Opioid-related deaths in Alberta fell 47 per cent in July since hitting their peak in late 2021, and Red Deer deaths continue to decline based on the latest statistics.
In July there were 92 opioid-related deaths in the province, an eight per cent reduction since June, and the lowest number on record since April 2020, at the beginning of the pandemic.
Likewise, Red Deer had one opioid overdose death in July following three in June, three in May and four in April, seven in March, six in February and seven in January, according to the Alberta Substance Use Surveillance System.
Natasha Stagg, clinical manager at central Alberta’s harm reduction agency Turning Point, said anytime there are fewer opioid poisoning deaths is a reason to be grateful, but historically there have been significant dips in deaths that then result in a spike.
“In May 2021, there was a significant dip followed by a substantial peak in June 2021. The illicit opioid supply is unpredictable and unstable and as a result, there are times when there will be decreases, but it is important to recognize that they do not yet indicate a trend,” Stagg said in a statement.
In the first seven months of this year, Alberta reported 884 opioid-related deaths, down from 846 during the same months in 2021. Central Alberta also saw fewer deaths at 60, down from 64. Red Deer had 31 deaths, up from 25 in 2021.
“While every life lost to addiction is one too many, the steady decline in opioid deaths in Alberta is a positive sign and we are optimistic it will continue,” said Mike Ellis, Associate Minister of Mental Health and Addictions, in a statement.
“Now is the time to redouble our efforts to make it as easy as possible for Albertans to pursue recovery from addiction. We will continue working tirelessly to address the addiction crisis, reduce deaths even further, and make treatment and recovery as accessible as possible.”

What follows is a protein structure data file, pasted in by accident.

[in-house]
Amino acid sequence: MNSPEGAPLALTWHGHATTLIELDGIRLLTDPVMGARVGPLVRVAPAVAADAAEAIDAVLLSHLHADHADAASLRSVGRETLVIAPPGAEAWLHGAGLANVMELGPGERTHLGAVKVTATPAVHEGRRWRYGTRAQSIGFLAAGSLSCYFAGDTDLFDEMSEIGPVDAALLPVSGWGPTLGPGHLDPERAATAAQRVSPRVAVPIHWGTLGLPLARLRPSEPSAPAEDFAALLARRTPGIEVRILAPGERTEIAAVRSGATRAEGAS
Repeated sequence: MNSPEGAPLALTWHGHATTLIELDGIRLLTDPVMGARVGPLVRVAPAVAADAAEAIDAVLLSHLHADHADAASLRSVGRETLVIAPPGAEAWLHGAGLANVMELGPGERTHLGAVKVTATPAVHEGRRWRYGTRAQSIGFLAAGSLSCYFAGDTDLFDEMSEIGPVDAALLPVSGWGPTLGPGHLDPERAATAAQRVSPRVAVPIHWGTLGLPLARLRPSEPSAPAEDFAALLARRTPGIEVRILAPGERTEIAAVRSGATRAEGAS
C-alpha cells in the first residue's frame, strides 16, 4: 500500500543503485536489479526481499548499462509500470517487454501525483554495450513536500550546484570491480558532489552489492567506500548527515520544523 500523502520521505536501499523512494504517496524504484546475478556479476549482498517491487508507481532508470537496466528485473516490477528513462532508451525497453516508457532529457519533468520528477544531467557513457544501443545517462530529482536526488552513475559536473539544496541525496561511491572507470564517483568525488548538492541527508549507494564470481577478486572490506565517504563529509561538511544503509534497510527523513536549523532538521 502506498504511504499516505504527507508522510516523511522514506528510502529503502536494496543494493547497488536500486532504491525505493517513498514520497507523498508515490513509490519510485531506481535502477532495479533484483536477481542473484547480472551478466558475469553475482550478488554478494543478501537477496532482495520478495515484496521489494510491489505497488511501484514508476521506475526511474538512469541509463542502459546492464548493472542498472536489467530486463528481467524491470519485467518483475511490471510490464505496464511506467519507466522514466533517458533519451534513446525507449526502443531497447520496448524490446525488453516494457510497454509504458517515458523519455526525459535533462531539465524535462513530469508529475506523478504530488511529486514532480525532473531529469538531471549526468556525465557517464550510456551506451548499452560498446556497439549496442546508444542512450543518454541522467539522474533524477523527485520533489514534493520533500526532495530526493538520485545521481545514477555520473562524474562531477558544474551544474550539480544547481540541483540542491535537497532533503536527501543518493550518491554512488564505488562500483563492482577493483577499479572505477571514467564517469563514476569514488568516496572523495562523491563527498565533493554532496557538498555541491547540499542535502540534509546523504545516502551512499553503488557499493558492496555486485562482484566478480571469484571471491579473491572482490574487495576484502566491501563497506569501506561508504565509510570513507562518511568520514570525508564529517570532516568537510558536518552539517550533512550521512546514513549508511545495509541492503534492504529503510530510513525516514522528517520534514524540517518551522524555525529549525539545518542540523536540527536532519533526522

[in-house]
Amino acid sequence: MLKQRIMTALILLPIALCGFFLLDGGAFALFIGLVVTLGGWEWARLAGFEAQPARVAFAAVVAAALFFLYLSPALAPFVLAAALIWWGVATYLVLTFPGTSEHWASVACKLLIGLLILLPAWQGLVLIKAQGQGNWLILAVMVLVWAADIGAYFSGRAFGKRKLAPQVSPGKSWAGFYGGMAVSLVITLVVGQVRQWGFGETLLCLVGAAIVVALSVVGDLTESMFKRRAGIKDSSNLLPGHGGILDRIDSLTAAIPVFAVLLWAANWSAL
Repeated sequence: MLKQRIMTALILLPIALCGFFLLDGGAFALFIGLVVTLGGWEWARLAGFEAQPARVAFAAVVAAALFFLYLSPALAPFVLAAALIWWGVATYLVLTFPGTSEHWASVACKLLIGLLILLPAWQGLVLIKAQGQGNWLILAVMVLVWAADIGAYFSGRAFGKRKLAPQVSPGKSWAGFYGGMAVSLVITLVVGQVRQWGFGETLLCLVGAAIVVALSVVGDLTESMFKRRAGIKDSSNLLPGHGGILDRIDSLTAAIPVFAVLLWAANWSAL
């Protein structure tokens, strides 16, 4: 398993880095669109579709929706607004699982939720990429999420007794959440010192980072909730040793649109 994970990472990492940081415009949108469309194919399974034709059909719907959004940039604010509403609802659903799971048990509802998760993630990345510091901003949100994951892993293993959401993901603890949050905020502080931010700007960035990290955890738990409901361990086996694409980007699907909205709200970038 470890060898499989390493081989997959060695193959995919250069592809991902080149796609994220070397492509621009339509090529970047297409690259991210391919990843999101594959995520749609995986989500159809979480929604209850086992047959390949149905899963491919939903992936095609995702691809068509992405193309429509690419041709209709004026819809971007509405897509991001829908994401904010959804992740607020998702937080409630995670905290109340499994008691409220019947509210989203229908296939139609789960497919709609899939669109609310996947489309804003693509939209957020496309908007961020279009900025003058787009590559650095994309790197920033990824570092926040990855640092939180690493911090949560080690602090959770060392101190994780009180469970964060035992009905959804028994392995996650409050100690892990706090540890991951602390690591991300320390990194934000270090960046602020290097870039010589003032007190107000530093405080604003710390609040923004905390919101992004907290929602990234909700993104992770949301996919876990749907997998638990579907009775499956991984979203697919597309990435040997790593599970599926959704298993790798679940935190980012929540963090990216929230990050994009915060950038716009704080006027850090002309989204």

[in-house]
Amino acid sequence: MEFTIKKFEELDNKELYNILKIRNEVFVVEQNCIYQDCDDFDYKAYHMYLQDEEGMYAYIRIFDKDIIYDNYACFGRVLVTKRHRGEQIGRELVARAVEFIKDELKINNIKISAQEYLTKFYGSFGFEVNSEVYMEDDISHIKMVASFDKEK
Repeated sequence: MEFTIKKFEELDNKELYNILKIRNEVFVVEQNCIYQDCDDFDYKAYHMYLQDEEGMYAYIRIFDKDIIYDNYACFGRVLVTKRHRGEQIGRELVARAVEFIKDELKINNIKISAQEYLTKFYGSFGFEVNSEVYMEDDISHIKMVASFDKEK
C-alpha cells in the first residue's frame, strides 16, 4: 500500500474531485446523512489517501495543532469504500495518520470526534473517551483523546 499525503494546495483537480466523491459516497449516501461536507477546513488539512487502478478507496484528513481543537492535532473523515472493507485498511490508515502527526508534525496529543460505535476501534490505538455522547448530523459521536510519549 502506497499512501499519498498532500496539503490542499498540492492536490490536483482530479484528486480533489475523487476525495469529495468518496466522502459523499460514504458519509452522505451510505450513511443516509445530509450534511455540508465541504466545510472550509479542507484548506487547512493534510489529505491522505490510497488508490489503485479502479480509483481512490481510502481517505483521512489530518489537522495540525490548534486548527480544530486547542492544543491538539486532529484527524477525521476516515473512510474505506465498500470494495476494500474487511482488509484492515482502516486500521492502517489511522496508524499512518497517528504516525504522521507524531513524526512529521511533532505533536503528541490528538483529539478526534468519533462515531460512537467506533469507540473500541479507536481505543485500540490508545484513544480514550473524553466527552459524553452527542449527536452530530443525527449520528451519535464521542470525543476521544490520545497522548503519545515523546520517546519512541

In August, Red Deer’s overdose prevention site operated by Turning Point, had 3,212 visits by 238 different community members, and staff responded to and reversed 54 suspected overdoses.
But Stagg said the majority of people dying from opioid poisonings in Alberta are dying in their homes so the need to increase support and awareness continues.
In addition to the overdose prevention site, people can access the Digital Overdose Response System, a virtual app that summons emergency services (www.dorsapp.ca), and the National Overdose Response System, an overdose prevention hotline, available by calling 1-888-688-6677.
The Virtual Opioid Dependency Program is another option that provides same-day access by calling 1-844-383-7688, in addition to several options for opioid agonist therapy in Red Deer. Safe Harbour Society operates a medical detox, Alberta Health Services provides several addictions and mental health supports, and Red Deer Recovery Community and Red Deer Dream Centre are under construction to provide residential treatment.